Kenfig Pool and Dunes National Nature Reserve

LOCATION

KENFIG, BRIDGEND

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Our View

The Kenfig Pool and Dunes NNR is one of Wales top sand dune reserves, with special plants, birds and insects that depend on this type of habitat. On the edge of the reserve is Kenfig Pool, Glamorgan’s largest lake, but most of the reserve consists of a large expanse of sand dunes, with lovely views across Swansea Bay to the Gower. Among the many beautiful wildflowers, Kenfig is also home to several orchids, notably the pyramidal, fragrant, bee, early purple, common spotted, early marsh, marsh and broad-leaved helleborine. More than 90 per cent of the British population of fen orchids are found here. The reserve is also a great place to see the wildfowl which visit the 70-acre Kenfig Pool. Winter visitors include several hundred tufted ducks, pochards and coots. Other species present near the lake include mallard, common teal, wigeon, gadwall, scaup, long-tailed duck, goldeneye and smew. Occasionally whooper and Bewick’s swans visit Kenfig Pool, too, and winter is also the time that bitterns take up residence in the reedbeds around the pool.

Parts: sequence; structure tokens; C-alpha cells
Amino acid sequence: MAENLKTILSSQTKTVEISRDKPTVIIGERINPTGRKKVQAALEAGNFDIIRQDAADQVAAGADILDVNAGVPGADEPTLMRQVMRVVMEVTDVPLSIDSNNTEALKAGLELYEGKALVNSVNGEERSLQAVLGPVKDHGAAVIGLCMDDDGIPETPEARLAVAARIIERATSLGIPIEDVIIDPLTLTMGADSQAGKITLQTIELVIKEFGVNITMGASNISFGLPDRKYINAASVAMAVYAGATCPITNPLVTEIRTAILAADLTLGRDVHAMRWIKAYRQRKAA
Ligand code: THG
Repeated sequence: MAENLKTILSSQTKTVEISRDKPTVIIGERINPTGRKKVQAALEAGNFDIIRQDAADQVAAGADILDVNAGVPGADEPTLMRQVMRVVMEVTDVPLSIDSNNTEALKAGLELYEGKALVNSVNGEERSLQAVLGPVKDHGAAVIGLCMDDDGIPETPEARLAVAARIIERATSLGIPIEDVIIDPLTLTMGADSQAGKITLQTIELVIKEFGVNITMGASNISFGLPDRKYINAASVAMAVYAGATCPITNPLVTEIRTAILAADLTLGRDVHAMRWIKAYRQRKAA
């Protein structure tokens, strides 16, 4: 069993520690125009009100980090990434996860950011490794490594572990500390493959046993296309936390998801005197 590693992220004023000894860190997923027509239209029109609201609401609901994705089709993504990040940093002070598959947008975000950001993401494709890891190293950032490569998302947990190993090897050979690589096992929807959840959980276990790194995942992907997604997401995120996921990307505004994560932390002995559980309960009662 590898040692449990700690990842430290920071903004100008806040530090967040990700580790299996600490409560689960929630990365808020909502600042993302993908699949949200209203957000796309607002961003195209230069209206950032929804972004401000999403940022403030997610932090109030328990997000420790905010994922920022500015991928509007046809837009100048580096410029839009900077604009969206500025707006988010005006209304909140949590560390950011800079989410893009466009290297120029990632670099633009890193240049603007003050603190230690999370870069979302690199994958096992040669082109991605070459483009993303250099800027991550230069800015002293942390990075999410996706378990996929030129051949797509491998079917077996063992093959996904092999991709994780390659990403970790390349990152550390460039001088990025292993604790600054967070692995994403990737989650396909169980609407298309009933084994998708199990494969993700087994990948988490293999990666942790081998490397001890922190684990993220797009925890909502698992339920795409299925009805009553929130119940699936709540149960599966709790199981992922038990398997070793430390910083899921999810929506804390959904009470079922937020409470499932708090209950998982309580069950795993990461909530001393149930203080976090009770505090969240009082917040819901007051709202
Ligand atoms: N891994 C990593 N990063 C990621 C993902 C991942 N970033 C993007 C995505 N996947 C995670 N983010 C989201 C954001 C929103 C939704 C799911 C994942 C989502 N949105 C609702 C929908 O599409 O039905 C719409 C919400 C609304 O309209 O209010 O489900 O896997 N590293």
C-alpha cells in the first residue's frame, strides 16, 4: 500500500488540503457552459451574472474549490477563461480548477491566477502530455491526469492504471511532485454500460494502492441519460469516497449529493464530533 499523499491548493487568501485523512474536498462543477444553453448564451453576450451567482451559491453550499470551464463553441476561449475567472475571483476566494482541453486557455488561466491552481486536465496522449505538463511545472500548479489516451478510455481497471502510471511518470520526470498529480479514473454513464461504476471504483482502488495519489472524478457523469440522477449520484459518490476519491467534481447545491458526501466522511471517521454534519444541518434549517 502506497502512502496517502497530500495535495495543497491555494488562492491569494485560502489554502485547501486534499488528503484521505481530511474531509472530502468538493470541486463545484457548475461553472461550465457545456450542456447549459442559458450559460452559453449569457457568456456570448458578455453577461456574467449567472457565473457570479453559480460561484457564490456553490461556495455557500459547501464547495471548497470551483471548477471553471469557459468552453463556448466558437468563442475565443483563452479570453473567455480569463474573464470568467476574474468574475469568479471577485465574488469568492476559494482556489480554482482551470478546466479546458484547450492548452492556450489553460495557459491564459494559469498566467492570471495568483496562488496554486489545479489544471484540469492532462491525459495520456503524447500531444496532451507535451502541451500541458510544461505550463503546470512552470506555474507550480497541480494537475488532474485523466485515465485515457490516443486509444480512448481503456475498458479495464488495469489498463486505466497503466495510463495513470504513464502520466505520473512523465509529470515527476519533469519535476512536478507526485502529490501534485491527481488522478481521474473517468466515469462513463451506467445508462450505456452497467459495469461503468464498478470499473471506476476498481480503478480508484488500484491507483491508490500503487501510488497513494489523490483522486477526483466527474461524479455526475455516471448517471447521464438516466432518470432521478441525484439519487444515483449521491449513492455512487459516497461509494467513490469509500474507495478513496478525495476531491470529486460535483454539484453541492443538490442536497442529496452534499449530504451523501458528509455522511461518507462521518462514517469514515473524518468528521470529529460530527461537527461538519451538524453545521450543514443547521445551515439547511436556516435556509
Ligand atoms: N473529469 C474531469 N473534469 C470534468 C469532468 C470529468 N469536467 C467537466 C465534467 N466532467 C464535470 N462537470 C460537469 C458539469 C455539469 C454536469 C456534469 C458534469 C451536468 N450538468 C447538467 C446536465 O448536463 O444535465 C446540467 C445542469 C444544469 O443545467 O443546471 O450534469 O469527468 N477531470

Kenfig Pool and Dunes National Nature Reserve
Kenfig

Features

About the area

Discover Bridgend

The country of Bridgend is home to the town of the same name. Some 22 miles west of Cardiff, one of the commuter town’s most notable feature is Merthyr Mawr, a huge stretch of grassy sand dunes and a Site of Special Scientific Interest (SSSI), leading down to the sea. Nature lovers will enjoy Merthyr Mawr and its abundance of plants and insect life. The sand dunes are the second highest in Europe, while the areas of dune woodland and scrub provide additional habitats, resulting in increased wildlife diversity. The site is also well known as a place where some nationally rare and unusual fungi species grow.

Further west lies Porthcawl and the first real beach you hit of your way from Cardiff. While it doesn’t match up to the breathtaking beaches further west, it’s sandy and has decent waves for surfing and kite surfing. For those not up for some board action, the town has plenty else for visitors, including a promenade and funfair, and each September it hosts an Elvis Festival, where the whole town dons blue suede shoes and greased-up quiffs in honour of the star.

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